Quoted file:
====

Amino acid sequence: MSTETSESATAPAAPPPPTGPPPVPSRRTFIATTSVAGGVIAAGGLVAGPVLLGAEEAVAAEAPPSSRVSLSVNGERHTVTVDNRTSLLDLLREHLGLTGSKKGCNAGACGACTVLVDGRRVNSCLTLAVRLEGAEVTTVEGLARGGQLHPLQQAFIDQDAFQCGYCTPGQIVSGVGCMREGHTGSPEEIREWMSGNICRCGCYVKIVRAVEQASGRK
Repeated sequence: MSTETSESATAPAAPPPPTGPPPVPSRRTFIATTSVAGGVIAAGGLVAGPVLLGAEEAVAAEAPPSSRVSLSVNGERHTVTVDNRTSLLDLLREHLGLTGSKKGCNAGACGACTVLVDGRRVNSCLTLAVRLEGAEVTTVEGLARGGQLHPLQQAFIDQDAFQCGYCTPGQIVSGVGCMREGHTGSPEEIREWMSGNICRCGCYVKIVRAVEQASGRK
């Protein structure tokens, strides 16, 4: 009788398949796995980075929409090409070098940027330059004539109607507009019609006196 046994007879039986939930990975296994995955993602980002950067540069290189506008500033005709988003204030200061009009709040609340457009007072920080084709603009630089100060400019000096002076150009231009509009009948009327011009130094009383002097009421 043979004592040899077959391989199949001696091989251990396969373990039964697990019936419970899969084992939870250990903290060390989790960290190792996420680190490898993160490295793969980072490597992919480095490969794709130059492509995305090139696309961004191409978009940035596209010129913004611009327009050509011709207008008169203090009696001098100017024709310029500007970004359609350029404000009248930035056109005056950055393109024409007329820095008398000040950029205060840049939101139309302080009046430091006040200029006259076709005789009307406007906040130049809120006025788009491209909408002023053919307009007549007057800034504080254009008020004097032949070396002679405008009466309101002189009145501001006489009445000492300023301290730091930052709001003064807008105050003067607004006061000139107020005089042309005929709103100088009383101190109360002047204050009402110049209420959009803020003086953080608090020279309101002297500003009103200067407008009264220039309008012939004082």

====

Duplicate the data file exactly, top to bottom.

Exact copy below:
Amino acid sequence: MSTETSESATAPAAPPPPTGPPPVPSRRTFIATTSVAGGVIAAGGLVAGPVLLGAEEAVAAEAPPSSRVSLSVNGERHTVTVDNRTSLLDLLREHLGLTGSKKGCNAGACGACTVLVDGRRVNSCLTLAVRLEGAEVTTVEGLARGGQLHPLQQAFIDQDAFQCGYCTPGQIVSGVGCMREGHTGSPEEIREWMSGNICRCGCYVKIVRAVEQASGRK
Repeated sequence: MSTETSESATAPAAPPPPTGPPPVPSRRTFIATTSVAGGVIAAGGLVAGPVLLGAEEAVAAEAPPSSRVSLSVNGERHTVTVDNRTSLLDLLREHLGLTGSKKGCNAGACGACTVLVDGRRVNSCLTLAVRLEGAEVTTVEGLARGGQLHPLQQAFIDQDAFQCGYCTPGQIVSGVGCMREGHTGSPEEIREWMSGNICRCGCYVKIVRAVEQASGRK
């Protein structure tokens, strides 16, 4: 009788398949796995980075929409090409070098940027330059004539109607507009019609006196 046994007879039986939930990975296994995955993602980002950067540069290189506008500033005709988003204030200061009009709040609340457009007072920080084709603009630089100060400019000096002076150009231009509009009948009327011009130094009383002097009421 043979004592040899077959391989199949001696091989251990396969373990039964697990019936419970899969084992939870250990903290060390989790960290190792996420680190490898993160490295793969980072490597992919480095490969794709130059492509995305090139696309961004191409978009940035596209010129913004611009327009050509011709207008008169203090009696001098100017024709310029500007970004359609350029404000009248930035056109005056950055393109024409007329820095008398000040950029205060840049939101139309302080009046430091006040200029006259076709005789009307406007906040130049809120006025788009491209909408002023053919307009007549007057800034504080254009008020004097032949070396002679405008009466309101002189009145501001006489009445000492300023301290730091930052709001003064807008105050003067607004006061000139107020005089042309005929709103100088009383101190109360002047204050009402110049209420959009803020003086953080608090020279309101002297500003009103200067407008009264220039309008012939004082």